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    ABSTRACT: Background Although transcatheter aortic valve implantation has been developing as an alternative treatment in elderly patients with high surgical risk, age-specific differences in clinical outcome have not been fully validated. Methods Data were analyzed for 2,254 patients at least 80 years old who were enrolled between January 2010 and October 2011 in the French national transcatheter aortic valve implantation registry, FRANCE-2. Procedural and clinical outcomes defined according to the Valve Academic Research Consortium criteria were compared among subjects in three age groups: 80 to 84 years (n = 867), 85 to 89 years (n = 1,064), and at least 90 years (n = 349; range, 90 to 101 years). Results The self-expandable prosthesis was implanted in 710 patients, and the balloon-expandable prosthesis was implanted in 1,544 patients. No differences were observed in rates of procedural success, Valve Academic Research Consortium–defined complications, and length of hospitalization among groups. Cumulative 30-day mortalities did not change among the three groups (80 to 84 years, 10.3% versus 85 to 89 years, 9.5% versus ≥90 years, 11.2%; p = 0.53). Cumulative 1-year mortalities also showed no statistical differences, although the mortality rate was higher in patients 85 to 89 years old and at least 90 years old compared with those 80 to 84 years old (19.8% versus 26.1% versus 27.7%; p = 0.16). After adjustment for differential baseline characteristics and potential confounders, patient age (85 to 89 years and ≥90 years compared with 80 to 84 years) was not associated with increasing risk of 30-day mortality (hazard ratio, 0.92, 1.26; 95% confidence interval, 0.66 to 1.27, 0.83 to 1.94; p = 0.38, 0.28, respectively) and 1-year mortality (hazard ratio, 1.16, 1.36; 95% confidence interval, 0.90 to 1.49, 0.97 to 1.89; p = 0.25, 0.073, respectively). Conclusions This study revealed acceptable clinical results of transcatheter aortic valve implantation even in very elderly populations.
    The Annals of thoracic surgery 01/2014; 97(1):29–36. DOI:10.1016/j.athoracsur.2013.07.100 · 3.45 Impact Factor
  • International journal of cardiology 12/2013; 171(3). DOI:10.1016/j.ijcard.2013.12.042 · 6.18 Impact Factor
  • Journal of Cardiac Failure 10/2013; 19(10):S139. DOI:10.1016/j.cardfail.2013.08.168 · 3.07 Impact Factor
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    ABSTRACT: The "obesity paradox" that patients with high body mass index (BMI) have good prognoses remains controversial. This study aimed to assess the impact of BMI on clinical outcomes in patients who underwent transcatheter aortic valve implantation (TAVI). Data from the French national TAVI registry were collected for 3,072 patients who underwent TAVI from January 2010 to October 2011. The patients were categorized into 4 groups according to BMI (kg/m(2)): underweight (<18.5 kg/m(2)), normal weight (18.5 to 25 kg/m(2)), overweight (25 to 30 kg/m(2)), and obese (>30 kg/m(2)). Thereafter, clinical outcomes were compared among the 4 groups. The BMI distribution was 3.1% (n = 95), 44.1% (n = 1,355), 34.2% (n = 1,050), and 18.6% (n = 572). Although the 4 groups greatly differed in baseline clinical background, they had similar procedural success rates (95.8%, 97.1%, 97.3%, and 95.6%, p = 0.23). Major vascular complication was significantly associated with the underweight patients after adjusting for the other potential confounders (odds ratio 2.33, 95% confidence interval 1.17 to 4.46, p = 0.016). The cumulative postoperative survival rates were increasing across the 4 groups at 30 days (83.2%, 88.9%, 91.6%, and 93.0%, p = 0.003) and 1 year (67.9%, 73.6%, 77.4%, and 80.3%, p = 0.006). In a multivariate Cox regression analysis, the overweight and obese patients were independently associated with superior cumulative survival rate at 1 year (hazard ratios 0.74 and 0.71, 95% confidence intervals 0.57 to 0.97 and 0.59 to 0.87, p = 0.050 and 0.029, respectively). In conclusion, major morbidity and 1-year mortality were less in overweight and obese patients than those classified as normal weight even in a TAVI cohort.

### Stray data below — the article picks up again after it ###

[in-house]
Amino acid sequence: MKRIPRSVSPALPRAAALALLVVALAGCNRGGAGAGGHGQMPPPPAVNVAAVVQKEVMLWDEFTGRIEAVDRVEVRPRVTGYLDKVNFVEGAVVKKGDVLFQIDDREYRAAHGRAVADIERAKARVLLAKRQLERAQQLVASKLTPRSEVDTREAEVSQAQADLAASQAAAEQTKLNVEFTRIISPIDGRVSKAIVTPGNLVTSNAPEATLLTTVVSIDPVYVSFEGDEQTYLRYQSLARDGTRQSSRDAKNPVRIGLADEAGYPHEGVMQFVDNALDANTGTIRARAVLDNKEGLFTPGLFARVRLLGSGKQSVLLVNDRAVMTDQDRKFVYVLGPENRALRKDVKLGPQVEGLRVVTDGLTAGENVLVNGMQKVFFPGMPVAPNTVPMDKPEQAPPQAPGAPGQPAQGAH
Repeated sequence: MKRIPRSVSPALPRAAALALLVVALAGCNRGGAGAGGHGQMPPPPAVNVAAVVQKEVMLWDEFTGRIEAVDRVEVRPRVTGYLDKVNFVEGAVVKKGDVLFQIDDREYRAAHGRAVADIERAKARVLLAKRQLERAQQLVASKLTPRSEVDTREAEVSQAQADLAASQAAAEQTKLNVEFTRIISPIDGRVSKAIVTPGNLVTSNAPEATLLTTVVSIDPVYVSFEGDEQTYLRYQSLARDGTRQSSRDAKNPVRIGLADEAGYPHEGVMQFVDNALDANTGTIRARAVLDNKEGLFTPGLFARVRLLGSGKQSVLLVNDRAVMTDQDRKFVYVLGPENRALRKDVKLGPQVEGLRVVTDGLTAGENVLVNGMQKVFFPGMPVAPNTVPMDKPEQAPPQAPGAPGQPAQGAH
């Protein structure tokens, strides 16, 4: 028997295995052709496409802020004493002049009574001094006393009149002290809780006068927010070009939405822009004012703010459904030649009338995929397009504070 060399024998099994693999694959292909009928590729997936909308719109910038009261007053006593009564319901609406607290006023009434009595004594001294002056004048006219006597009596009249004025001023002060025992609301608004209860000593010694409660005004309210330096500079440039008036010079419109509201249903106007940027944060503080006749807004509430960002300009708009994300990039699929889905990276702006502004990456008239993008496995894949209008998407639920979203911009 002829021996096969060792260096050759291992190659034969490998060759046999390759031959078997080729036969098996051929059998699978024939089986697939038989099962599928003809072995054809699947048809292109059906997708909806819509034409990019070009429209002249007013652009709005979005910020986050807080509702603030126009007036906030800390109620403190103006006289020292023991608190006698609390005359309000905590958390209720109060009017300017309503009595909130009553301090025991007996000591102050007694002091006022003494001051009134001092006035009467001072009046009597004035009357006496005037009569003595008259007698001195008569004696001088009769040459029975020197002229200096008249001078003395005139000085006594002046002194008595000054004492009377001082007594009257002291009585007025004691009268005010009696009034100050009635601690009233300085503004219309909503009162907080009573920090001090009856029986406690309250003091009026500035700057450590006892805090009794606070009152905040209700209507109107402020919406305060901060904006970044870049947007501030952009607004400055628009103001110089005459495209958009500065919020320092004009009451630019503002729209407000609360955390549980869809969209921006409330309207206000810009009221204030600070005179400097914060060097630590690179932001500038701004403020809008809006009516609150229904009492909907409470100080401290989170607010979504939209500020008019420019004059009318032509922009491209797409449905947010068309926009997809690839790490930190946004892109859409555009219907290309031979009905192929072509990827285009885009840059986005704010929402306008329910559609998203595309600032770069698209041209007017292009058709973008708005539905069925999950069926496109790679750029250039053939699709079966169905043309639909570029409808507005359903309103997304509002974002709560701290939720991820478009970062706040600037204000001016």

The American journal of cardiology 09/2013; 112(12). DOI:10.1016/j.amjcard.2013.08.022 · 3.58 Impact Factor
  • Journal of Cardiology Cases 07/2013; 8(1):e7–e8. DOI:10.1016/j.jccase.2013.03.001
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    ABSTRACT: The aim of this study was to compare the outcomes of transcatheter aortic valve implantation using the Edwards SAPIEN valve and the Medtronic CoreValve in patients with annulus of intermediate size (20 to 25 mm). From October 2008 to April 2012, 662 consecutive patients who underwent transcatheter aortic valve implantation were studied at 2 French centers. After propensity score matching, a total of 192 patients with intermediate-sized aortic annulus who had received either Edwards (n = 96, mean age 82.4 ± 7.9 years, 48% men, 61.9% receiving the 26-mm valve) or CoreValve (n = 96, mean age 82.5 ± 7.7 years, 50% men, 64.6% receiving the 29-mm valve) prostheses through the transfemoral approach were studied. Adequate reduction in postprocedural mean pressure gradients was achieved with the Edwards valve and the CoreValve (10.9 ± 4.7 vs 9.1 ± 4.4 mm Hg, respectively, p <0.01). Major vascular complications (5.2% vs 3.1%, p = 0.36), device success (95.8% vs 93.8%, p = 0.52), and 30-day survival (90.6% vs 89.6%, p = 0.81) were similar. The incidence of postprocedural aortic regurgitation grade ≥2/4 and new pacemaker implantation was more frequent in the CoreValve group (14.3% vs 35.5%, p <0.01, and 4.2% vs 18.8%, p <0.01, respectively). There was no significant difference in 1-year cumulative survival rates in the Edwards valve group compared with the CoreValve group (80.1 ± 4.2% vs 75.6 ± 4.9%, log-rank p = 0.31). In conclusion, in patients with annulus of intermediate size, similar device success and short-term and midterm outcomes were achieved with either of the valves, irrespective of the specific complications related to each valve.